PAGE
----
Scale factors were elicited using Velicer’s minimum average partial correlation (MAP) and Cattell’s scree tests. Confirmatory factor analysis (CFA) was conducted with group 2 (N= 801), using EQS software 44. Data was treated as continuous using a zero-order correlation between factors (default model) and 1, 2 and 4 factor structure (restrictive models). Item's loadings and factor correlations in the first (default) model were set to 0 and released to vary at freedom degrees of adjustment, while confined to adjust to 1, 2 or 4 factors in the restrictive model. A corrected Satorra-Bentler X2 was used to allow for non-normality and robust goodness-of-fit indices. Criterion for goodness-of-fit was set at 0.90 for Incremental fit index (IFI) 45, Comparative fit index (CFI), Goodness-of-Fit Index (GFI), Adjusted Goodness-of-Fit Index (AGFI) and normative fitness index (NFI); 0.80 for Root mean square error of approximation (RMSEA) 46; 0.7 for non-normative fitness index (NNFI) and Parsimonious norm fit index (PNFI) and a 2:1 or 3:1 range for Chi-square minimal simple discrepancy divided by freedom degrees (CMINDF). Concurrent validity was examined with SSI, BDI-II, SBQ-R, BHS, SWLS, PANAS, and KSADS-PL using Pearson Correlation. Criterion validity was assessed applying t test and one-way MANOVA between suicidal and non-suicidal subgroups. Relative contribution of sociodemographic and psychiatric factors, together with C-SSRS subscales to suicidal risk was assessed using stepwise multiple regression analysis 47. Receiver operator characteristics (ROC) analysis was performed to evaluate screening properties of C-SSRS, cutoff threshold was defined by optimal trade-off between sensitivity and specificity (Youden's index) 48. For all the tests, the accepted significance level was 0.01 %. Analyses were carried out using SPSS 15.0 (SPSS, Chicago, IL, USA)


Table 2 describes sociodemographic data and ratings on the C-SSRS. Pooling together groups 1 and 2 (N= 1,538) the mean C-SSRS score was 1.21 ±0.76. Females had higher scores than males (1.29 ±0.45 vs. 1.11 ±0.65, t = 0.765, p <0.09) although this difference was not statistically significative.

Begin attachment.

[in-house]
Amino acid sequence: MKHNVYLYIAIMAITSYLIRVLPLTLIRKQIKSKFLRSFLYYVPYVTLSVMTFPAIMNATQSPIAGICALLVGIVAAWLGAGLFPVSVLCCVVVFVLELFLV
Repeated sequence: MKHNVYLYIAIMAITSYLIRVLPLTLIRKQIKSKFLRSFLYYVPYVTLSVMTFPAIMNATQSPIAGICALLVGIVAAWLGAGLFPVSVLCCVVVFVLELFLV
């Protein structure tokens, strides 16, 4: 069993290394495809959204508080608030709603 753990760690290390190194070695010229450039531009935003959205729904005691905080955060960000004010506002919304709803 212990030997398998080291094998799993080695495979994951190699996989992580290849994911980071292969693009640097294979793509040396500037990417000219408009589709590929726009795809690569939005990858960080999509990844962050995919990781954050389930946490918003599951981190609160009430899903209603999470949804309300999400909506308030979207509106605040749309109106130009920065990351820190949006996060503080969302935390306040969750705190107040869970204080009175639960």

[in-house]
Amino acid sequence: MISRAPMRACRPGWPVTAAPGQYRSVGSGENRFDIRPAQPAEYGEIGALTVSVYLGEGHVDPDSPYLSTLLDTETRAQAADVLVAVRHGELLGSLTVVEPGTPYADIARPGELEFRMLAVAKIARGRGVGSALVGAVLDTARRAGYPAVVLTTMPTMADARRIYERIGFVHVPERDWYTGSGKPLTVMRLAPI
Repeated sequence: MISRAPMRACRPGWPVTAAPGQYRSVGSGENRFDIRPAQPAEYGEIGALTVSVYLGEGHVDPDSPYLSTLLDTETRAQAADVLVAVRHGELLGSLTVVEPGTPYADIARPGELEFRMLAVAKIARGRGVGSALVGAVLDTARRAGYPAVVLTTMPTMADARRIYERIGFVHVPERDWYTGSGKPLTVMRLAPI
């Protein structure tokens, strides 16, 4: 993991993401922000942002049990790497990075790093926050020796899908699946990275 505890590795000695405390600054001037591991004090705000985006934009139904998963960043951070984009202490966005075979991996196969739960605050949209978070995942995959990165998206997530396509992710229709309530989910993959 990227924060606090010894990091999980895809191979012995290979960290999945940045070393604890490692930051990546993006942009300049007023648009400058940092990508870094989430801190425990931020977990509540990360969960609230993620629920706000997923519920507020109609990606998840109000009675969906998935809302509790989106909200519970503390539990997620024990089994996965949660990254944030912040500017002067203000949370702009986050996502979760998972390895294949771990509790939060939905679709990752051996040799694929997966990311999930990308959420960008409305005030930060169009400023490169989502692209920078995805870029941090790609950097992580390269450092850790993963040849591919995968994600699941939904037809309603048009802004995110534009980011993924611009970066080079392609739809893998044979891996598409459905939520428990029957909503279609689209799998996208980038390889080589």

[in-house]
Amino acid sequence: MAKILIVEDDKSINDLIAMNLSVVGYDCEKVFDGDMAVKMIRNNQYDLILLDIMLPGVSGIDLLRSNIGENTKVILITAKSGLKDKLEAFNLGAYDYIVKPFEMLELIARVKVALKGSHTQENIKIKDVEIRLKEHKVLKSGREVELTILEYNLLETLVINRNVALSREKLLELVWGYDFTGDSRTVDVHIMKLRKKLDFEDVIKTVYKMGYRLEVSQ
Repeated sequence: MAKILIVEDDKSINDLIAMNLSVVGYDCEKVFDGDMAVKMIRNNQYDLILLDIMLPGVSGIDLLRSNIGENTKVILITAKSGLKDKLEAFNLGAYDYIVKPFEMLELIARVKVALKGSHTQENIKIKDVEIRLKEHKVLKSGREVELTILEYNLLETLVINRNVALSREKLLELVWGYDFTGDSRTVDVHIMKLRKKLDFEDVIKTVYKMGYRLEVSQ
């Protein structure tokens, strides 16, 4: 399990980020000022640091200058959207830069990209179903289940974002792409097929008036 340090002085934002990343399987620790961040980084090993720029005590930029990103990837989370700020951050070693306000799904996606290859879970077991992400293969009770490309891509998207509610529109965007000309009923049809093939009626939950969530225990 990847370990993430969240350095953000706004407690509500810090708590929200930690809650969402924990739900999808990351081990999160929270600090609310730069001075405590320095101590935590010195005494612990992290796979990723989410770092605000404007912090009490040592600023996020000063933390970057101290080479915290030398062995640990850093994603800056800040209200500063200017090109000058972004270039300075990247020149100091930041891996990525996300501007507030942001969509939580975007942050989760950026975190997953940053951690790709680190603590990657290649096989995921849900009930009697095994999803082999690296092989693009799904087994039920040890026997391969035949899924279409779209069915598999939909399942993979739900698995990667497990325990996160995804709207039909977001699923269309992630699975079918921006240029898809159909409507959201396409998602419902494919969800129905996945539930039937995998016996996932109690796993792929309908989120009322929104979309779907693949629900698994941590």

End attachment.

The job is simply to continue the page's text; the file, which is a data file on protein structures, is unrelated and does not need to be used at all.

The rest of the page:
Table 2 Participant’s demographic data (including groups 1 and 2) 

Variable Male (n = 607) Female (n = 931) p <0.01
Age (Range) 18-35 18-35 ns
Age (mean ± SD) 23.13±5.43 24.15±7.01 ns
Education (Range) 13-18 13-20 ns
Education (mean ± SD) 15.80 ± 2.2 17.1±3.5 0.31
AUDIT 0.59±0.11 0.45±0.19 0.02
12-item Short Form measure of quality of life 3.34±1.37 3.46±1.16 0.51
Brief version of the Social Support Questionnaire 1.24±0.12 1.32±0.30 0.34
C-SSRS total score (mean ± SD) 1.14±0.35 1.38±0.22 0.05
Suicide severity score (mean ± SD) 0.12±0.13 0.18±0.12 0.14
Suicide behavior score (mean ± SD) 0.22±0.07 0.20±0.12 0.01
Suicide intensity score (mean ± SD) 1.21±0.16 2.18±0.17 0.04
Suicide lethality score (mean ± SD) 1.18±0.16 1.09±0.12 0.01
PHQ-9 5.21±1.11 5.98±1.99 0.56
SSI 2.21±1.17 2.12±1.19 0.39
BDI-II 7.19±2.11 8.65±2.40 0.62
SBQ-R 3.19±1.09 4.22±1.43 0.82
BHS 3.17±1.18 3.00±1.64 0.23
SWLS 20.99±6.10 25.01±7.31 0.43
PANAS-PA 28.11±12.10 33.46±10.19 0.29
PANAS-NA 17.19±8.12 18.93±8.55 0.29
KSADS-PL item 1 1.06±0.22 1.04±0.19 0.29
KSADS-PL item 2 1.08±0.21 1.10±0.32 0.22
KSADS-PL item 3 1.14±0.09 1.10±0.12 0.33